Baby Goose: 11 Pictures and 10 Incredible Gosling Facts

Baby Greylag goose goslings eating daisies in a meadow during spring at the wildfowl and wetlands trust visitor centre at Slimbridge, UK
© Toby Parkes/Shutterstock.com

Written by Kellianne Matthews

Published: September 29, 2023

Share on:

Advertisement


Baby geese, known as goslings, are undoubtedly some of the most adorable creatures in the animal kingdom. With their soft downy feathers, tiny fluffy bodies, and adorable waddle, baby geese easily enchant and charm just about anyone with their incredible cuteness. Whether they are splashing in the water, nibbling at the grass, or simply cuddling up with their siblings, these precious little bundles of joy exude a special charm that is simply irresistible. Dive in to enjoy some feathery cuteness with 11 pictures and 10 incredible gosling facts!

1. There Are Two Main Types of Baby Geese

barnacle gosling

Barnacle

goslings (

Branta leucopsis

) belong to the black geese genus,

Branta.

©Pim Leijen/Shutterstock.com

Although there are many birds that are called “geese”, several are not actually geese at all! For example, the Egyptian goose (Alopochen aegyptiaca) is actually a shelduck. Members of the Anatidae waterbird family, geese are categorized into just two different genera.  The first, Branta, consists of the black geese, while the second, Anser, includes the gray geese and white geese. Various types of geese live all over the world and help to control populations of insects and aquatic plants. A group of geese is called a gaggle, and baby geese are called goslings.

2. Baby Geese Are Soft and Yellow

Closeup of goslings eating

Baby goslings graze for food much like their parents.

©Amelia Martin/Shutterstock.com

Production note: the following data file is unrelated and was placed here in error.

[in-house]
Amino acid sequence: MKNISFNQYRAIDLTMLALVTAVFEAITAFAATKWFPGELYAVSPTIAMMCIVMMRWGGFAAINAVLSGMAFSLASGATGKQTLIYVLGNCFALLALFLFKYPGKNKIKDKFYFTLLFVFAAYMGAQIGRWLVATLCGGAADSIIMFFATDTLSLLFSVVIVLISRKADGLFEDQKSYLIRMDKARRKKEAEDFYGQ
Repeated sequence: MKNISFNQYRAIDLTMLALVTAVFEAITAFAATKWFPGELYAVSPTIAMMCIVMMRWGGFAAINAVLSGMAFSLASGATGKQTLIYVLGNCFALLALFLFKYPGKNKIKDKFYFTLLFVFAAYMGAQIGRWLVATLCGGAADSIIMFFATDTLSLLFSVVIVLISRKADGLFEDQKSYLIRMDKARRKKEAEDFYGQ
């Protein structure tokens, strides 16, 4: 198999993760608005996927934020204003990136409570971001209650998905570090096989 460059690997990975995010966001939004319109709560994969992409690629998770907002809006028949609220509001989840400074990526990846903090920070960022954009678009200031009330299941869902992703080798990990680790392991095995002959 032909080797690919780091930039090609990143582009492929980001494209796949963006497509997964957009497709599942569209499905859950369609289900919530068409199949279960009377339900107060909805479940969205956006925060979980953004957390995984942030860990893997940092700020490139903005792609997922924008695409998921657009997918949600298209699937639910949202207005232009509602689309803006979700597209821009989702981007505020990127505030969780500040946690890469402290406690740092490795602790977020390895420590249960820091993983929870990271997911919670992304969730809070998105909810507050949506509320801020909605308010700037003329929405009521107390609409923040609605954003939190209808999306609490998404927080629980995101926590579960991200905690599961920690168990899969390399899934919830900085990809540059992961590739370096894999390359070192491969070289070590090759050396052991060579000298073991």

When goslings are born, they have fairly well-developed bodies. These adorable little baby geese may look like ducklings or signets in some ways, but they’re typically lighter in weight and have a more yellow hue. Instead of typical goose feathers, goslings have soft fluffy down that is a yellowish color. As they get older, the yellow transitions into a light gray or olive green color toward the tip of their feathers. In addition, goslings have a larger build, with a long neck and a triangular-shaped bill, whereas ducklings tend to have flatter bills.

3. Baby Geese Have an Egg Tooth

Goose coming out of a egg.

Baby goslings use their egg tooth to help them break out of their eggs.

©Maja Marjanovic/Shutterstock.com

A goose’s mouth is filled with tiny spike structures along its beak and tongue. However, geese do not actually have teeth. Instead, these unique teeth-like structures are called tomia,  which they use much like how mammals use teeth. 

Although adult geese don’t have teeth, baby geese are born with a unique egg tooth. This single tooth-like horn is found on the gosling’s upper bill, and it is only there for the first few days of life. When it is time to hatch, the baby goose uses its egg tooth to puncture the eggshell. It gradually works its way around the entire egg until it is finally able to break out. The hatching process could take a baby goose anywhere from a few hours to a couple of days.

4. Baby Geese Eat All by Themselves

Baby Greylag goose goslings eating daisies in a meadow during spring at the wildfowl and wetlands trust visitor centre at Slimbridge, UK